The University of California, Berkeley, canceled a speech by Ann Coulter this week because the school couldn’t find a safe place for the conservative author to deliver her remarks. The decision comes just a couple of months after violent unrest at the college led to the cancellation of a speech by controversial alt-right figure Milo Yiannopoulos. Closer to home, students at Middlebury College in Vermont last month protested a talk by Bell Curve co-author Charles Murray, who they accuse of being a white nationalist.
If the agitators on the far left are trying to make the alt-right seem almost reasonable by comparison, they’re doing a bang-up job.
Sam Harris, a writer and neuroscientist who advocates for a “new center” in American politics, said this on his “Waking Up” podcast after the Yiannopoulos riots: “The moment you’re using violence to prevent someone from speaking, you are on the wrong side of the argument, by definition. How is that not obvious on the left at this moment? I mean, you’re going to, what, burn down your own university to prevent someone from expressing views that you could otherwise just criticize?”
He continued: “In the age of Trump, when you really want to be able to say things against creeping right-wing authoritarianism, having an authoritarian, anti-free speech movement subsume the left is a disaster politically.”
Harris has clashed frequently with left and right, and we don’t always agree with him, but it’s hard to argue with his position that “there is virtually no space to occupy between the extreme left and the extreme right that doesn’t get you attacked by both sides.” The divide between left and right wouldn’t seem nearly as wide if those on both sides stopped viewing every publicly stated opinion as a provocation and instead took the time to examine the argument itself.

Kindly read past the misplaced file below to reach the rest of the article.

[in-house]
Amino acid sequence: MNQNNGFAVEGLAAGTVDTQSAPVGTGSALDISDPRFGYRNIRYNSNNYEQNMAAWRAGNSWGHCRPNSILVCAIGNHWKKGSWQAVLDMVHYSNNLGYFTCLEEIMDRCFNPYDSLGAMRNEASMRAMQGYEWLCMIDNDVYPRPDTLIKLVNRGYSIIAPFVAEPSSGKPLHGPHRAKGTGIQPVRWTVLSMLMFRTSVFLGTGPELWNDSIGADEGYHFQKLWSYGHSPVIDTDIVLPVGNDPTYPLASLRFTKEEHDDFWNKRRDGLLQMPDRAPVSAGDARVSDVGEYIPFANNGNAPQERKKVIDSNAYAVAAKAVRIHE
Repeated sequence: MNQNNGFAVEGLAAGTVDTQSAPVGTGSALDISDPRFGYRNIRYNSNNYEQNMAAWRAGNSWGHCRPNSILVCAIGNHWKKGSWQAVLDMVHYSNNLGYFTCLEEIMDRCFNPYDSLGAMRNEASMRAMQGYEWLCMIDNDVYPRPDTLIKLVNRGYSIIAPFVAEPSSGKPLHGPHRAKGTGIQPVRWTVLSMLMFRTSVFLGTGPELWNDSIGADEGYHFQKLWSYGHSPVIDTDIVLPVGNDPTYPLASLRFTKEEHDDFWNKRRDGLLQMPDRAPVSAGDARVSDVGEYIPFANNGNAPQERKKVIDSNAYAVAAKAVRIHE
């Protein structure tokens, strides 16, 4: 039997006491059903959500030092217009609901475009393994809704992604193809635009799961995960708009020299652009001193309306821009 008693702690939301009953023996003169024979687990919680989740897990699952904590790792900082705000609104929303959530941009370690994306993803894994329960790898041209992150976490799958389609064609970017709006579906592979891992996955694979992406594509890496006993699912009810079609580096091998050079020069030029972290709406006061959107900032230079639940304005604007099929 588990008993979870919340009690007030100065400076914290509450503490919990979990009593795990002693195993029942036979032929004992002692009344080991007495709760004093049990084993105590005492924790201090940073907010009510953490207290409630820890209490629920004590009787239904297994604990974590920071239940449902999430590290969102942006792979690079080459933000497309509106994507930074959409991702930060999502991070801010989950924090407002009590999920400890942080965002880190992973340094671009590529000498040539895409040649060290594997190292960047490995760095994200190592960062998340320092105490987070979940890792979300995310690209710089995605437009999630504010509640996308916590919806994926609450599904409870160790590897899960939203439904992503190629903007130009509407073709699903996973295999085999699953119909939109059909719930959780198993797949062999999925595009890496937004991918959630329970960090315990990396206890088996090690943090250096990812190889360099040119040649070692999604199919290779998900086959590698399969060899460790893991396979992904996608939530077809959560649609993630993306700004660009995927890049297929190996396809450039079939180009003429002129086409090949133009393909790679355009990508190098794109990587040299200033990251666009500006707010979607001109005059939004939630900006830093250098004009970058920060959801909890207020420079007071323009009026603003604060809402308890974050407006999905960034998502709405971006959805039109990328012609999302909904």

When we write an editorial, we are not expecting everybody to read our position and adopt it as their own. Our intention is to articulate as best we can where we stand on a particular issue – and why – so we might contribute to debates that matter. We encourage people to disagree and tell us where they believe we are wrong, because that is how public dialogue happens. And we expect our own opinions to evolve as more information becomes available or we learn something that we overlooked the first time. It’s an occupational hazard that readers sometimes take the straight-forward style of opinion writing as arrogance or self-righteousness, but hemming and hawing makes for an unpleasant reading experience. So we take our lumps, but we hope that by offering our opinion we help you shape your own – regardless of where it falls.
For the most part, this works out fine. There will still be people who react angrily to opinions they disagree with and assign writers imagined attributes that make them easier to despise, but not much can be done about that. It takes a lot less effort to demonize intellectual opponents than to try to understand them and respond thoughtfully.
And that brings us back to Ann Coulter.
She should be welcomed to Berkeley. Students and professors there should listen to her speak, ask her tough questions and thank her for coming. Then they can get to work separating Coulter the person from her ideas. And it’s the ideas they should dismantle – not with hot fury but the cold precision of truth. To protest Coulter the person only helps her sell books and schedule more paid speaking gigs. To riot gives her power.
That is the lesson the left seems unable or unwilling to learn.